The best thing you can do is keep them apart unless you can directly supervise and the older child is being appropriate. If he does show any signs of aggression towards the sibling simply say, "Oh that's so sad, I don't think you can play with him/her anymore today." Separate them as much as possible for the rest of the day.
Attempt to have special one on one activities everyday with the older child giving your undivided attention. This can help with any jealousy of not getting as much attention as he/she used to get prior to the sibling.
Whenever the older child does anything nice for the younger sibling, really give a lot of praise saying, "Wow! You are such a good big brother/sister!" "He/she is so lucky to have such a wonderful big brother/sister." Avoid negative comments whenever possible. This really helps develop a more positive relationship between the two.
Also, always tend to the older child's needs first. I know this sounds a bit strange, but the younger child won't remember at that age that they had to wait an extra 10 minutes to eat. The older child will and it can negatively affect the relationship causing resentment.
I have found these tips to work really well for my own children who are almost 5 years old and actually 9 months old as well. When the older child gets a bit aggressive (usually just playing too rough and not intentional) I say, "Oh that is so sad, no more playing with him today." My older child's response is usually, "Noooooo! I wan't to play with him. He's my best bud in the whole world Mom. Please can I still play with him?"
This is a rare occurrence and for the most part he is a great big brother, so I know it's possible for you too. Good luck!
Dealing with aggression by 5 yr-old girl toward 3 yr- old brother
Question: What response do you recommend to our 5 yr-old daughter when she acts violently (hitting and scratching) our 3 yr-old son? We believe the aggression comes from the older child's attempt at being in control - eg of toys even if she is not playing with them.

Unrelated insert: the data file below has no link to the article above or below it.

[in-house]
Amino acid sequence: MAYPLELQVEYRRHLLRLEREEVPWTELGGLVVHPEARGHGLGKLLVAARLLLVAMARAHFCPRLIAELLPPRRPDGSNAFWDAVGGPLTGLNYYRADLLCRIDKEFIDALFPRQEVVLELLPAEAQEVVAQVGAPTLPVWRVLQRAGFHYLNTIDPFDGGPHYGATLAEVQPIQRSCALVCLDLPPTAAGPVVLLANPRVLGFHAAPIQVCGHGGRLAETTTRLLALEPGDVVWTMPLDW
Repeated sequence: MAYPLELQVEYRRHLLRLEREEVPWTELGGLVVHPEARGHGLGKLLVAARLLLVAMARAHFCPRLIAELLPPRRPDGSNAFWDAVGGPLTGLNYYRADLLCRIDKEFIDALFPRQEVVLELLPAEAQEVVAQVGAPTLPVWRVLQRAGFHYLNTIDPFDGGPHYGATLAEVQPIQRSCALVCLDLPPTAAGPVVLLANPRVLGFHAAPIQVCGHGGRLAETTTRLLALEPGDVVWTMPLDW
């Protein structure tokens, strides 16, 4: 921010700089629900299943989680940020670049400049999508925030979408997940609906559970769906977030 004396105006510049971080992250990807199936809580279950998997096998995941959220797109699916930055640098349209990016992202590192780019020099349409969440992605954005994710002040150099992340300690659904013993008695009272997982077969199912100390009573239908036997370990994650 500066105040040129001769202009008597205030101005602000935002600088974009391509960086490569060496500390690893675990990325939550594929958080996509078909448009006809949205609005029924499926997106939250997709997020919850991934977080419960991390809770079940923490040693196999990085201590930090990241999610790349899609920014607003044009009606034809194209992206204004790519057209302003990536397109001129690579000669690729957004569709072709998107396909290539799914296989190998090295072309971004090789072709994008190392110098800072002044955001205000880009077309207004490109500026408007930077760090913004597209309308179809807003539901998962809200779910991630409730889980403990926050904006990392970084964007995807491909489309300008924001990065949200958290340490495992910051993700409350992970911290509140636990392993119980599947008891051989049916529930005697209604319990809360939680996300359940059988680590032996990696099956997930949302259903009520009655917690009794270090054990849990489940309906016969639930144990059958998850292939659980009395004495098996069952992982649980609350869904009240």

I read the website's advice concerning a 3 yr-old and a baby in re telling the child that the behavior makes me sad and to put the child in another room - a time out but without causing resentment toward the baby. Does this advice apply between the 5 and 3 yr-old?
Answer: Yes, I would do the same for a 5 year old as well. If you scold or punish too harshly when it comes to sibling rivalry you risk the result of the sibling you scold developing even more resentment towards their brother or sister.
When it comes to fighting over toys, I think the best approach is to put the toy in a timeout. Simply say, "That is so sad, it looks like the toy is going to have to be in timeout until you can learn how to share with eachother." Regardless of who had it first. Also, tell them both that they are brother and sister and they should care about and love each other. No toy is worth hurting your brother/sister for.
Then if she continues to be aggressive towards him, have her play in a separate room saying "That is so sad, if you can't play nice with others then you are going to have to play by yourself. Let us know when you are ready to play nice." She should start to make better choices on her own as she sees it isn't as much fun to play in a room by herself. Just be sure to be consistent.
Also be sure to excessively praise any positive behaviors she shows towards her younger brother saying "That is so nice, you're such a good big sister!" Over time she should start to proudly fulfill that role.